Joshua James, Psychedelic Furs, Happy Mondays, Wavves, Yeah Yeah Yeahs, The Belleville Outfit & Royal Bangs | Music | Salt Lake City Weekly

Joshua James, Psychedelic Furs, Happy Mondays, Wavves, Yeah Yeah Yeahs, The Belleville Outfit & Royal Bangs 

Live: Music Picks Sept. 10-16

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Friday 9.11

Joshua James spent the better part of the last two years promoting his 2007 release The Sun is Always Brighter, an album that hinted at his potential to become one of this generation’s stronger voices. But, while Brighter took a hard look at life—warts and all—it lacked the serious bite that Build Me This (Northplatte) offers from the get-go, with foot-stomping opener “Coal War” culminating with James’ tortured yowl: “It’s not the hand that cuts/it’s the hatred deep inside!” Album art for the new release (available on vinyl and CD Sept. 22) features a striking, almost-primal photo of James covered in white body paint, and the music is equally powerful. The Nebraska native/Utah resident is coming across stronger and more resolute in his beliefs while still tackling questions of faith. James’ current tour includes two special homecoming shows at Provo’s all-ages gallery, beginning tonight with an acoustic set. Tomorrow, he’ll perform with a full band. Velour, 135 N. University Ave., Provo, 8 p.m. All-ages. Tickets:

Saturday 9.12

The recent death of John Hughes inspired more than a few souls to create mix-tapes—OK, mix-CDs—with songs from the writer/director’s iconic films, including Ferris Bueller’s Day Off (Yello’s “Oh Yeah”) and The Breakfast Club (Simple Minds’ “Don’t You Forget About Me”). Of course, the Psychedelic Furs factored heavily on everyone’s playlists. The British new-wavers helped ratchet up the angsty young suburban ennui in Pretty in Pink with the title track to the Molly Ringwald vehicle. In fact, the Furs’ catalog could launch a dozen new Hughes projects. Their ability to craft emotionally provocative, cinematic tunes is uncanny—a skill largely credited to the Butler brothers who, when the group split, formed Love Spit Love. The Furs are back together and performing tonight with Manchester’s party boys Happy Mondays, minus dancer Bez who now plays in Domino Bones with his tambourine (and members of Stone Roses). In the Venue, 579 W. 200 South, 8 p.m. Allages.

Sunday 9.13

As most rising indie bands can attest, the Internet is a double-edged sword. It giveth and it taketh away with knee-jerk zeal. Take Wavves, for example, a San Diego-based lo-fi, fuzzed-out pop group touted as the Next Big Thing before great expectations and an exhaustive tour schedule led to a very public meltdown in Europe. Mayhap we should give these young artists a chance to fully develop before we start throwing around hyperbolic praise/brutal criticism. Their self-titled LP is out on Fat Possum, home to current greats Heartless Bastards and A.A. Bondy. Trust the label and check out Wavves for yourself tonight. Slowtrain, 221 E. Broadway, 5 p.m. The Urban Lounge, 241 S. 500 East, 10 p.m.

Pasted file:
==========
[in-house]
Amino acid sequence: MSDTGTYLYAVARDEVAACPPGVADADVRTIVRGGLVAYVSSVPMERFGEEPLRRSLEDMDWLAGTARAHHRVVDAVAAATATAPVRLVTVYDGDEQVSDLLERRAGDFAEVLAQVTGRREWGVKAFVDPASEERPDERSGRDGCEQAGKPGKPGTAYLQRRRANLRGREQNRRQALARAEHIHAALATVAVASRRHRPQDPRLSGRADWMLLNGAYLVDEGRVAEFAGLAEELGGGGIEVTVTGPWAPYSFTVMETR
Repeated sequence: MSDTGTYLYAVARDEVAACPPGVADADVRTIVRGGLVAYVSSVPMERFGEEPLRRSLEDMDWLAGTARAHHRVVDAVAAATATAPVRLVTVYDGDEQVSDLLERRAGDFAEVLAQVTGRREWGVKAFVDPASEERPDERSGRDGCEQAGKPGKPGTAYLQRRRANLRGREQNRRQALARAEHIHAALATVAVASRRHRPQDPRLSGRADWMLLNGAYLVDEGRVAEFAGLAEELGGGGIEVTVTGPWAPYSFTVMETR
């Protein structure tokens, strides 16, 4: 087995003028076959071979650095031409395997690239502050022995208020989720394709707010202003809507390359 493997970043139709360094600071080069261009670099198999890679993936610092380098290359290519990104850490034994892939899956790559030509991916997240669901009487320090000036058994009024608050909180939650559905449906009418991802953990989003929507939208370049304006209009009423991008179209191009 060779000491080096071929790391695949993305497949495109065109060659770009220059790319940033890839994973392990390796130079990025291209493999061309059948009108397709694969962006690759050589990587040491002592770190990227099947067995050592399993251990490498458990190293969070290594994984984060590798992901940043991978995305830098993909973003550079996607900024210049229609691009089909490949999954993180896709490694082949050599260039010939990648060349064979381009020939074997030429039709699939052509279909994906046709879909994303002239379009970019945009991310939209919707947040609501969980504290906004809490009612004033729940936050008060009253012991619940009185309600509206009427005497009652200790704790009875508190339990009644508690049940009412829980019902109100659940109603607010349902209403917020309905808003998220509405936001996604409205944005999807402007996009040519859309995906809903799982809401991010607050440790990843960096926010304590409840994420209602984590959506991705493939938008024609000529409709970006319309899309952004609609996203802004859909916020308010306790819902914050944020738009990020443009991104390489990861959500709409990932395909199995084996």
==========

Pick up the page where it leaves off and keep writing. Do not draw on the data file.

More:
It’s hard to imagine a world without Yeah Yeah Yeahs. We came this close to experiencing that glum reality when the New York City rockers considered calling it quits following the mixed reception of Show Your Bones (2006). With the release of their latest record, It’s Blitz, some long-time followers are crying foul and claiming they wouldn’t mind if Nick, Brian and Karen threw in the towel. But, come on—yes, YYYs are traveling farther and farther away from the dirty sound that colored their first few albums, but the slick new sound of songs like “Heads Will Roll” is still infectious and cool. Plus, they still absolutely rule in a live setting. We’ve witnessed their potential to throw a real barn-burner (DV8, 2004) and you don’t want to miss that again.
In the Venue, 579 W. 200 South, 7 p.m. All-ages. Tickets:

Tuesday 9.15

Satisfy your fiddle fetish with new-school old-time players The Belleville Outfit. Based out of Austin and featuring members from various Southern pockets, the sextet’s eclectic sound is smooth as sweet tea and lively as an added dollop of whiskey. The Americana group’s Time to Stand (dedicated to slain journalist and musician Daniel Pearl) combines hints of bluegrass, country, gypsy swing and bluegrass with sparkling male/female harmonies to propel an album composed largely of original material (and funded by listeners who chose to “adopt a song” in exchange for credit in the liner notes). The State Room, 638 S. State, 8 p.m. Tickets:

Typically, Dan Auerbach is the first name that pops up in reference to The Black Keys, and no wonder: his 2009 solo debut Keep It Hid is stunning. But, Patrick Carney hasn’t exactly been twiddling his thumbs while his Keys mate rides the buzz train. The Akron, Ohio, native formed Drummer (a drummer supergroup). He also stumbled on Royal Bangs, re-releasing their 2006 effort We Breed Champions on his Audio Eagle label. The album is a fine example of the group’s highly percussive hovercraft pop-rock powered in part by electronic wizardry. Carney has good taste. Royal Bangs have been winning over crowds with their energetic live show—will you be the next to fall deep? Burt’s Tiki Lounge, 726 S. State, 9 p.m.

Coming Up
The Get Up Kids, Youth Group (In the Venue, Sept. 16); Australian Pink Floyd (Usana Amphitheater, Sept. 16); Umphrey’s McGee, Keller Williams (Depot, Sept. 17); The Ataris, Laruso (Kilby Court, Sept. 18); Redfest (University of Utah, Sept. 18); Built to Spill (Murray Theater, Sept. 19); DJ Qbert (Club Sound, Sept. 19); The Proclaimers (Urban Lounge, Sept. 20); Clutch (Depot, Sept. 29)

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